Hook your poppies loosely, in irregular shapes to avoid them ending up as red, unrecognizable blobs on your mat. Start hooking each petal from the inside out, not in straight lines, and work on one poppy at a time. This ensures that each is unique and it's own individual flower ready to stand out and make your rug even more beautiful.
Journal: Alone in New York City 0
Where ever I go I look for rugs. I always seem to find them. Last week I spent the week in Manhattan going to art galleries and eating pasta and going to shows.
I took a bus trip that leaves from my hometown twice a year and stayed in a great hotel close to Times Square. I went on my own, though I knew lots of people on the bus. A friend came down later in the week to join me for two days. It was great.
The first night there I went to see Phantom of the Opera by myself. The following day I walked up to Moma and spent the afternoon.The Moma Design store across the street from the gallery was a lesson in beauty meets function. Each night at five I would meet the people on the bus for wine in the lobby. Then I would go to a restaurant on my own for dinner and meet them for a show. It was fun to have company some of the time but freedom to see what you needed to see.
Every day I would go to an art gallery or exhibit. I discovered so many artists that I had never heard of. It was like opening a present. I also found rugs. A block down the street from the hotel, Roy Lichtenstein, a famous American pop artist, a contemporary of Andy Warhol, had two huge rugs installed in the lobby. Once I saw those I felt like I was in the right place somehow.
In Soho, there was a store selling antique Moroccan rugs.
I never saw a hooked rug, but everything around me made feel inspired to make more of them.
It was not easy to do those things all on my own but I felt I had to. In my writing here I am always challenging people to get out of their comfort zone. I needed to get out of mine to understand what that feels like. I challenged myself.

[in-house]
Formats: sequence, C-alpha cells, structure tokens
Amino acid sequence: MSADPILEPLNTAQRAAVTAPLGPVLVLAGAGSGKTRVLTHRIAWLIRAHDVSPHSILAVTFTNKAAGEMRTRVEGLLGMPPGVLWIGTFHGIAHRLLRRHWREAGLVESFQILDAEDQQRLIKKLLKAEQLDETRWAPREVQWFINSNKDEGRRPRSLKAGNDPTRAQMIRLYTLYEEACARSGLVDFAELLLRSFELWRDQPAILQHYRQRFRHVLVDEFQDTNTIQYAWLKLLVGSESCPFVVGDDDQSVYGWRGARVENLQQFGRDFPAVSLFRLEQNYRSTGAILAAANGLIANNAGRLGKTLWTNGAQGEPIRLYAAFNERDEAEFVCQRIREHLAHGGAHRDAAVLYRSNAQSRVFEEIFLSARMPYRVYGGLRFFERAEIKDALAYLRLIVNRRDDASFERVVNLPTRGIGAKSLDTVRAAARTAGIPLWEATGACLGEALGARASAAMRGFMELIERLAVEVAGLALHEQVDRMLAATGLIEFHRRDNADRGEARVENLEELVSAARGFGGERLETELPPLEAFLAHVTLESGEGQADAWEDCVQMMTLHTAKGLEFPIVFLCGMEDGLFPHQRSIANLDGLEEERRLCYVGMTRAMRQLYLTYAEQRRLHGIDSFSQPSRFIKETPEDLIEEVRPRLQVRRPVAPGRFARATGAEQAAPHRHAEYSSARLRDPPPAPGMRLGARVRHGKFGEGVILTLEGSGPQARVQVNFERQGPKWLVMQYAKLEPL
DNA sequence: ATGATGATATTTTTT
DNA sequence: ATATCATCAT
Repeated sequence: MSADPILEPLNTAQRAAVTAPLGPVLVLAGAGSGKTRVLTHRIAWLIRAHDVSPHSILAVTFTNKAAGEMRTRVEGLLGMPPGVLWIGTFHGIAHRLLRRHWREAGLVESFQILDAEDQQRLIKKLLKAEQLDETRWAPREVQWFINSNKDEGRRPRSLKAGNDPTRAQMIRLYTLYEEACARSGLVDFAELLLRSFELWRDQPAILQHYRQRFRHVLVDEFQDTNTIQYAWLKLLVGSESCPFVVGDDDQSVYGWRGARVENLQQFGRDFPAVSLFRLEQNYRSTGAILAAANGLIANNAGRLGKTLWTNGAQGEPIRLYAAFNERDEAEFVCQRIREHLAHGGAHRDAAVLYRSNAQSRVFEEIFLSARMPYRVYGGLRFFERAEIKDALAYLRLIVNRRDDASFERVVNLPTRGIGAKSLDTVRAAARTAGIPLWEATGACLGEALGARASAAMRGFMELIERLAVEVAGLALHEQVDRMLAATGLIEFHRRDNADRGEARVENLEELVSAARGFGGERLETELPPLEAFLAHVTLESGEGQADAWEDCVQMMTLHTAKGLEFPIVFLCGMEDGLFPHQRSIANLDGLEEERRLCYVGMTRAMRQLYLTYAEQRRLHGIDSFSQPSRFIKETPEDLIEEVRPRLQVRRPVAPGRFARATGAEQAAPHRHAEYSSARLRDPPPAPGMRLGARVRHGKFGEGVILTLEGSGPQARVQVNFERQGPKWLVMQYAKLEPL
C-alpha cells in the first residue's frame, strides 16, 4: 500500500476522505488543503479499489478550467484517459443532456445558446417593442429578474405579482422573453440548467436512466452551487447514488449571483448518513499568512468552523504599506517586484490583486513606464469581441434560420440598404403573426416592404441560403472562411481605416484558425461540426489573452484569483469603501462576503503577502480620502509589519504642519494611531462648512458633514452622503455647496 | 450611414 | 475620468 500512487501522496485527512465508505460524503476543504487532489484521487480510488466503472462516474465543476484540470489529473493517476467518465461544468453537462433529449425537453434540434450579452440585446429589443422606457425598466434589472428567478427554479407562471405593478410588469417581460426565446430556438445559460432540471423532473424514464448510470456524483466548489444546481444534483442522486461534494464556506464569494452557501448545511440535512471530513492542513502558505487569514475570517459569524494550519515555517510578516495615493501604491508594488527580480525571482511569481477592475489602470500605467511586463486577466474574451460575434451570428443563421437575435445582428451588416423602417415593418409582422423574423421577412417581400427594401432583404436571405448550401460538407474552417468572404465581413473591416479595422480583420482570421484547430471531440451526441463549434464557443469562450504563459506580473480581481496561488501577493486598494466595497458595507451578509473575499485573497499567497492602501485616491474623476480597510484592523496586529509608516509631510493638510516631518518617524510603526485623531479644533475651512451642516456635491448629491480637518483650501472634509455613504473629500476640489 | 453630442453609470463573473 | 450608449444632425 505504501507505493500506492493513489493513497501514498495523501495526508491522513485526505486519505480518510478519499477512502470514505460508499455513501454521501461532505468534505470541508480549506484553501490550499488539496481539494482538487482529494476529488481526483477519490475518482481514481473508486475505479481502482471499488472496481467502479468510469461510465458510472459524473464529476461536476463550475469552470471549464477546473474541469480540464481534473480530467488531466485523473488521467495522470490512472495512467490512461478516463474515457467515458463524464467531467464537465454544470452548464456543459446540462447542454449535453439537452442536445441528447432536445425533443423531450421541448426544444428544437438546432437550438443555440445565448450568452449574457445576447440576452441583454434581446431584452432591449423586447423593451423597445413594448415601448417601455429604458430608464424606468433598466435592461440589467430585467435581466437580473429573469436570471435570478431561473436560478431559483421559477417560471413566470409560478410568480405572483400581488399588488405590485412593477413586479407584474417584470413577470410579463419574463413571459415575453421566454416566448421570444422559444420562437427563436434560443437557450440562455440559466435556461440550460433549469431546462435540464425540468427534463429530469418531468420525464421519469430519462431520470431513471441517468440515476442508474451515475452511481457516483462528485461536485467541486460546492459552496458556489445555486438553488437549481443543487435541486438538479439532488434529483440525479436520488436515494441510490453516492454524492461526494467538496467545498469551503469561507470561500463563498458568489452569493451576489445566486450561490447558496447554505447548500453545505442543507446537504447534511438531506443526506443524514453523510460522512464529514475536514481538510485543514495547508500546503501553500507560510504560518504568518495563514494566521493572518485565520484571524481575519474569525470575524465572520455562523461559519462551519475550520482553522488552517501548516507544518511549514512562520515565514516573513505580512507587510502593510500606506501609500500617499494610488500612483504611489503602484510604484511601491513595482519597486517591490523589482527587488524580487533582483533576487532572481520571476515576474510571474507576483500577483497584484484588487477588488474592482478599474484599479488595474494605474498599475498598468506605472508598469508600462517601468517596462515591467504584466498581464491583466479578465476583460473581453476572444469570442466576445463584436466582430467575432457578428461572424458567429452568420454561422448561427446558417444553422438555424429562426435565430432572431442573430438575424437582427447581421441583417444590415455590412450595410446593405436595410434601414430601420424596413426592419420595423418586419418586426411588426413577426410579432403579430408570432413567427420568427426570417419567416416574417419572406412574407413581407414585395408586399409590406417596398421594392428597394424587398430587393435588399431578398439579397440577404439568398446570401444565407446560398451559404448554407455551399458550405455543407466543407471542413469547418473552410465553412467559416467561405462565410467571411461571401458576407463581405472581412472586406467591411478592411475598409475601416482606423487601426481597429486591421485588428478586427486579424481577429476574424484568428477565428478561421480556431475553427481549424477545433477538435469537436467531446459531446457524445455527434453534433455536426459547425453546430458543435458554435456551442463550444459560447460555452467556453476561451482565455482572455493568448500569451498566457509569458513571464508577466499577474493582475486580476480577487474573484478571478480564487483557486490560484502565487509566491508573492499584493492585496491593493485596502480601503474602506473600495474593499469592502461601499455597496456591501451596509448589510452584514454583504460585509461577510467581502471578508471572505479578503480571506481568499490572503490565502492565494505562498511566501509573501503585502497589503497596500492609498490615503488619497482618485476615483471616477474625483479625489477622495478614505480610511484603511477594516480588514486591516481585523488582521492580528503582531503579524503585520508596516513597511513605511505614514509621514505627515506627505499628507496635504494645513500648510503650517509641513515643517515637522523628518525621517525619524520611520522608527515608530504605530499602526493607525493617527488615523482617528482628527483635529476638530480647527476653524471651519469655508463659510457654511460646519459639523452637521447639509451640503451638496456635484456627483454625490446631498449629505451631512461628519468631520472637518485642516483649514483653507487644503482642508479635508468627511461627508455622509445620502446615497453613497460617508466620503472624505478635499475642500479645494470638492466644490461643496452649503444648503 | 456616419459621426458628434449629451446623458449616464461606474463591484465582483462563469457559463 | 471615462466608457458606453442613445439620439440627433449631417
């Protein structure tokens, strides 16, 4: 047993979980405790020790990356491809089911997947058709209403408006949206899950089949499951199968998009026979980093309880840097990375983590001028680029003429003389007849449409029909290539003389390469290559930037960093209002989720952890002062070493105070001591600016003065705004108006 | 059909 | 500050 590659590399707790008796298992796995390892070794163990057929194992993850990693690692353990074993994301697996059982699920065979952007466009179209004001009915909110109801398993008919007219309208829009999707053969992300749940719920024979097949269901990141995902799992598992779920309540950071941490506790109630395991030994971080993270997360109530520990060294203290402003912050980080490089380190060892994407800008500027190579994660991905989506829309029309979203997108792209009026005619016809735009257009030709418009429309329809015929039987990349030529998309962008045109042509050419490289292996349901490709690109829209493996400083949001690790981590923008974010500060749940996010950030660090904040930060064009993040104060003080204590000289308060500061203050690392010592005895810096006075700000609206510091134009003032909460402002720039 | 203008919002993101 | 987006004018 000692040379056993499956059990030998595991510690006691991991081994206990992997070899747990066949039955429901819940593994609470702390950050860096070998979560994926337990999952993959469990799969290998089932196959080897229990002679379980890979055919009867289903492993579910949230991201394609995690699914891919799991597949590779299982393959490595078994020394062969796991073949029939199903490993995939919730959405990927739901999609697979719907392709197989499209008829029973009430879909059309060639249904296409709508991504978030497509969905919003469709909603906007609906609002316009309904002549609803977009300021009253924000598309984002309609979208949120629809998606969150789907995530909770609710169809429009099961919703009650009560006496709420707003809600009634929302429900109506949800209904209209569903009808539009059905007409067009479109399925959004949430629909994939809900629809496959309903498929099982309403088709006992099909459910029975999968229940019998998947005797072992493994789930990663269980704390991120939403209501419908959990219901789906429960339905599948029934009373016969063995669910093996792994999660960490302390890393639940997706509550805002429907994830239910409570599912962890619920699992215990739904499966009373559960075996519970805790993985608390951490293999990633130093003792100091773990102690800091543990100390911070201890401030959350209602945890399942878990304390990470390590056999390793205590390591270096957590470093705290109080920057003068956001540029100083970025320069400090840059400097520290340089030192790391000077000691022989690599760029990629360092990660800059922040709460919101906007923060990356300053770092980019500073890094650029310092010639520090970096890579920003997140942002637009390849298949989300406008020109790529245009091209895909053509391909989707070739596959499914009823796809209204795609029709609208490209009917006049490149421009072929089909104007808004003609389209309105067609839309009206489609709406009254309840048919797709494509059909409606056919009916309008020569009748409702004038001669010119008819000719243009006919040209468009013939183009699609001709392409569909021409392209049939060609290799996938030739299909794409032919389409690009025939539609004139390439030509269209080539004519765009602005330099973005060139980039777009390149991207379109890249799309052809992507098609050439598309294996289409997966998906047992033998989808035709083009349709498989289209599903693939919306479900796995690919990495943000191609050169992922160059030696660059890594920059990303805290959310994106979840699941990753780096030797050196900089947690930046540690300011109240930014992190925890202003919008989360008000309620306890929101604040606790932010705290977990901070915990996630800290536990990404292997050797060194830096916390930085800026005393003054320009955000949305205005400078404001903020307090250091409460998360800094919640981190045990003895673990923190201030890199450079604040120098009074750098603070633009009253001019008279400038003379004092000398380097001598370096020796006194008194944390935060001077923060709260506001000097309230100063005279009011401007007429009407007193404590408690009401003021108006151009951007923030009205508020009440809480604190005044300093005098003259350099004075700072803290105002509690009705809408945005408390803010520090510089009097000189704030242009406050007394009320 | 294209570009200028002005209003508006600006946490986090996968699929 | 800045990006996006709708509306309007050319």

It is important to push yourself some. Mine was going to a city and exploring it on my own. I discovered that I was pretty comfortable going to crowded restaurants and sitting alone with my diner. I discovered that I could easily go to a show on my own. I always knew I was happy alone in museums.
I found some new artists and I am ordering books by them so that I can discover more about them. I am sure that seeing all of this will influence my work for a long time.
By Sunday, after a week away I was lonely for my hook. Absence really des make the heart grow fonder....as if that was ever possible at all.
Journal: Learn from the masters. 0
In one of the most famous paintings of all time the paint is running.
”What a mess.”
Should Henri Matisse have stopped what he was
doing and cleared up that little drip.
Would we have loved it any more?
Look at the hands where they are joined...
is that really a hand?
Well of course it is. It is an utterly beautiful one
but not a perfect one.
Would you love this painting more of the
the hand were perfect?
That iconic painting.
That perfect symbol of love, spirit, community.
The real question I think is would we have ever
loved it so at all?
Learn from the masters.
There is so
much to learn from the masters.
When you hook, hook with spirit.
Hook with force.
Hook with energy.
Hook with joy.
Get engaged with your work.
Imagine the piece finished.
Imagine the piece loved.